• Revisionism (Score:5, Insightful)

    by macraig (621737) <mark.a.craigNO@SPAMgmail.com> on Sunday March 17, 2013 @07:07AM (#43196023)

    None of this will necessarily mean history gets told any more accurately. It will just get revised differently. Since people are eager to "embellish" their resumes, these "life review" autobiographies will be chock full of all sorts of tall tales to make even Mark Twain grimace. What makes us think that behavior starts and stops with former Presidents? Facts have always been as malleable as Silly Putty in the hands of people with motives that make the raw facts inconvenient. That class of people just happens to include nearly every person that has ever lived.

    Only good old "peer review" will straighten these Life Reviews out and make them truly worth preserving.

    • I was going to make a comment like the one you made. The stakes for historians is not overcoming a lack of information, tout court, but to overcome a lack of reliable information. Life reviews are not it.

      Another problem is that, even assuming perfect reliability (which we both agree is unlikely), additional documents may have a very low signal to noise ratio. In know from experience that an overabundance of data is not a blessing when combing through it for relevant information has to be done by hand. Somet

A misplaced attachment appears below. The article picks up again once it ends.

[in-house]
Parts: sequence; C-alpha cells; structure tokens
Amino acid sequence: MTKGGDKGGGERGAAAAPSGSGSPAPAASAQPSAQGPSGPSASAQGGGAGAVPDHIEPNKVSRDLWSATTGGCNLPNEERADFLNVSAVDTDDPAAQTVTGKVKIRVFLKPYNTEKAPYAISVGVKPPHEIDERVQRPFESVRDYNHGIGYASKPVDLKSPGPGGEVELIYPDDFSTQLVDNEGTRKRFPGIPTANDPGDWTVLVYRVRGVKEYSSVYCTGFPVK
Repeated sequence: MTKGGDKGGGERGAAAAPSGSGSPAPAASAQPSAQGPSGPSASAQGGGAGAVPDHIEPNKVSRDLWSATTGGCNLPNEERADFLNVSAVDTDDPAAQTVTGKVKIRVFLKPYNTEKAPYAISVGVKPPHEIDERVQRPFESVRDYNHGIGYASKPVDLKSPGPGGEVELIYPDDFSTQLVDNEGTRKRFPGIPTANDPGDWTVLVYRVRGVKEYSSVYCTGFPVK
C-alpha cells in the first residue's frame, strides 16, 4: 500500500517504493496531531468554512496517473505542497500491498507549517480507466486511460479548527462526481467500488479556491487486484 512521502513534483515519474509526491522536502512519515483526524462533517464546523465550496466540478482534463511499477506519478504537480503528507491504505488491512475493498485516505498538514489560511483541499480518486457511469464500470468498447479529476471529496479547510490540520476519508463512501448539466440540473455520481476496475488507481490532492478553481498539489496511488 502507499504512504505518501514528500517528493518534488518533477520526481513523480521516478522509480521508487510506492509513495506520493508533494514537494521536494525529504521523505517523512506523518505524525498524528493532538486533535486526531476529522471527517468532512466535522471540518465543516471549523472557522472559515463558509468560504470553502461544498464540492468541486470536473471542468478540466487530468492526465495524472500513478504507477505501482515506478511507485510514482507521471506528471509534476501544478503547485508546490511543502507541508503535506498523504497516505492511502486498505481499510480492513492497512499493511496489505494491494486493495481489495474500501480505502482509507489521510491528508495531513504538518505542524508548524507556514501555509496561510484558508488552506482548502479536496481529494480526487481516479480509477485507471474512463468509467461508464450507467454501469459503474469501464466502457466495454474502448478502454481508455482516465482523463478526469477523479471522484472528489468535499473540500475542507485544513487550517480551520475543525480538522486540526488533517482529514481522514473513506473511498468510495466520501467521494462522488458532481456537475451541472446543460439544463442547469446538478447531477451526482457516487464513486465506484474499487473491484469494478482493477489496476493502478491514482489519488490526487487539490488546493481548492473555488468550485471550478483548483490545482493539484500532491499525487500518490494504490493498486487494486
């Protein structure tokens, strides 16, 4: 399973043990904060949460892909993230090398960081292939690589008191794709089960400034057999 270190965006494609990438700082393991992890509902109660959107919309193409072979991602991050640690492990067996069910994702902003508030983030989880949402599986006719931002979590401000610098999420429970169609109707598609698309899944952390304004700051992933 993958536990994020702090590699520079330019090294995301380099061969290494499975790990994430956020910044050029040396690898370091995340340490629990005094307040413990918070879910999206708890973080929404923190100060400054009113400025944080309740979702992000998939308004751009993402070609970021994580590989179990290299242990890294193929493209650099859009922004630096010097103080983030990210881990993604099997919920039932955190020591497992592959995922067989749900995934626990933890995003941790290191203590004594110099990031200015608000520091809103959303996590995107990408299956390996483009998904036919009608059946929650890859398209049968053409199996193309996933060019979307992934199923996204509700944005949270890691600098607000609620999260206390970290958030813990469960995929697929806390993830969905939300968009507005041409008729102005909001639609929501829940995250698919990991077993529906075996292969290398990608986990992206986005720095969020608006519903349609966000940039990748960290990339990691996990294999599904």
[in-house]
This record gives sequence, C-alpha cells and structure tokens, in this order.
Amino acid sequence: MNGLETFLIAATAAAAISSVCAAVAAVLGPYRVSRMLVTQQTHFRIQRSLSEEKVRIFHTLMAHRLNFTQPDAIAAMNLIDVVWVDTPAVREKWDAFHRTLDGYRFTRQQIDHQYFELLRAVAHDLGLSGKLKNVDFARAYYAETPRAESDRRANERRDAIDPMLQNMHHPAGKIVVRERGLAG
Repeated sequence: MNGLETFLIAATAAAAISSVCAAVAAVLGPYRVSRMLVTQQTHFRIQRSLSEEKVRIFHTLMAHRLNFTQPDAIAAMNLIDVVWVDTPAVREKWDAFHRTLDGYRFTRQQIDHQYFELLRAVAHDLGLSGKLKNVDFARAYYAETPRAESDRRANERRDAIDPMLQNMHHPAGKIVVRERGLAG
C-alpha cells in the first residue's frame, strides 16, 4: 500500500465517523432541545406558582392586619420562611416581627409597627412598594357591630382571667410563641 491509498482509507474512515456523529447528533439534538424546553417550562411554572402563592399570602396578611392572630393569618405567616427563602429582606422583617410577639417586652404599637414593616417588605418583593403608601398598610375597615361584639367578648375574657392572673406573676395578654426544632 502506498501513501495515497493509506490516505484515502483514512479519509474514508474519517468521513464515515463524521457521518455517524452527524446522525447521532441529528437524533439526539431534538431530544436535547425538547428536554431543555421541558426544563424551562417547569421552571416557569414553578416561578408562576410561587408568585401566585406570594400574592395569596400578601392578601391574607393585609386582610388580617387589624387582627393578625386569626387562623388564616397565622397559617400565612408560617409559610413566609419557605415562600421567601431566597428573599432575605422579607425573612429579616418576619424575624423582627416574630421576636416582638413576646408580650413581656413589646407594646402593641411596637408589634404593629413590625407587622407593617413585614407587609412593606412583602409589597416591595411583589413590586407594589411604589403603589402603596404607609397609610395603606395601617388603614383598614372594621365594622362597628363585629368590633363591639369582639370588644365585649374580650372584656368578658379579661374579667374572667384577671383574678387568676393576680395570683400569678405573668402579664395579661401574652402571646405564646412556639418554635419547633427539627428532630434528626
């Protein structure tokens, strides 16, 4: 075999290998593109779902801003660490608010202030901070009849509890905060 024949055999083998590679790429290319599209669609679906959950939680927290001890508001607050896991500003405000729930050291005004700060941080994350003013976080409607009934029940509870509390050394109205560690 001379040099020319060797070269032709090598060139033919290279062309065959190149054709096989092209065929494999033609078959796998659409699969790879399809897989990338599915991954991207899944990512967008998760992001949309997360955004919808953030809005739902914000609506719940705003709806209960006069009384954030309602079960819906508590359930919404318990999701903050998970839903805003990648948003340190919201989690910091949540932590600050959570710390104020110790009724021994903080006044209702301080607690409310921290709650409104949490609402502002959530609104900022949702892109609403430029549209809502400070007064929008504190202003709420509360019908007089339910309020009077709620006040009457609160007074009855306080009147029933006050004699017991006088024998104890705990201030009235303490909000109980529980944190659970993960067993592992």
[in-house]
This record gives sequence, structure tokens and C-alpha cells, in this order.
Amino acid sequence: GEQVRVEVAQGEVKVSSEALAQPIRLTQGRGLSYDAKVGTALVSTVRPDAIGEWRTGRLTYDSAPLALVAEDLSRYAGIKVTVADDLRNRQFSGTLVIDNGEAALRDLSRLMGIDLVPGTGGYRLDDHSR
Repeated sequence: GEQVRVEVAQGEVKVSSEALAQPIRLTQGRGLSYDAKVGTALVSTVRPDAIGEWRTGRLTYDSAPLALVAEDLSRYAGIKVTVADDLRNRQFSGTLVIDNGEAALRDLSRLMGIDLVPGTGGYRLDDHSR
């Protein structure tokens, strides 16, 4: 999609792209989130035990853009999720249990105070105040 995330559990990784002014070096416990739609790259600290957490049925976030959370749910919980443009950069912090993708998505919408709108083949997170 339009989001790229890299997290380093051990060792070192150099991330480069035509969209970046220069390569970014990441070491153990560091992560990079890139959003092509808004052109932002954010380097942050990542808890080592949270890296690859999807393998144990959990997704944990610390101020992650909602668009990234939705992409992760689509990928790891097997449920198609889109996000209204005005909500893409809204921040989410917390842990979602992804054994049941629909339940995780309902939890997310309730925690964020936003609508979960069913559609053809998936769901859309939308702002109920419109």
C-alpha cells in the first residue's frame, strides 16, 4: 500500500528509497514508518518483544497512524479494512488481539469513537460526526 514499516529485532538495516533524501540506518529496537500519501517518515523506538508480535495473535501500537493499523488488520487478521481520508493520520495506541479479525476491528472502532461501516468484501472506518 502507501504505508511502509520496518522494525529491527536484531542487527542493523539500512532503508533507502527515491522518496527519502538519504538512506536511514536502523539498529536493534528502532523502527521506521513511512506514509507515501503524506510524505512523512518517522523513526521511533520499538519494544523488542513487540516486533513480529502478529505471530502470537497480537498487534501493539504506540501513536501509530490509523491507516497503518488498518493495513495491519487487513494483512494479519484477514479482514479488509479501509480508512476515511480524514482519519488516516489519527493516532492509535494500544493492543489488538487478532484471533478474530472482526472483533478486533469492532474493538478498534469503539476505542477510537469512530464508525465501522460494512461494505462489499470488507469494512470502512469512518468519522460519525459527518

• Yes, but if everyone does it we'd get to hear all sides of the stories for a change. Not, like we do now in history books, only the story of the one who won.

      Wars never decided who was right. Only who was left. He was only right because, well, if the other side doesn't show up to the trial, you win by default. And dead guys cannot testify.

      Yet.

  • How about uploading one's personality into some kind of artificial neural structure, as in Peter Hamilton's Edenism [wikipedia.org]? Now that would be much closer to 'virtual immortality'. Just sayin' ...
    • by gweihir (88907)

      No problem, give it a few hundred years before that becomes available though. If ever. Computing and storage technology is currently exploring the limits of physics. We may be pretty close to what is feasible in this universe.

      • We may be pretty close to what is feasible in this universe.

        Not even close to likely. :) Where did you get that idea?

        We don't know what our own genetics mean; we can't manipulate them hardly at all. Or those of anything else, other than in the most crude, ham-handed ways. Our medical knowledge is at the scratch-the-surface level. We can't control aging yet. Chip tech is still at the 2D level... when it goes 3D, which will require lower power tech or some new means of heat transfer, chip complexity will lea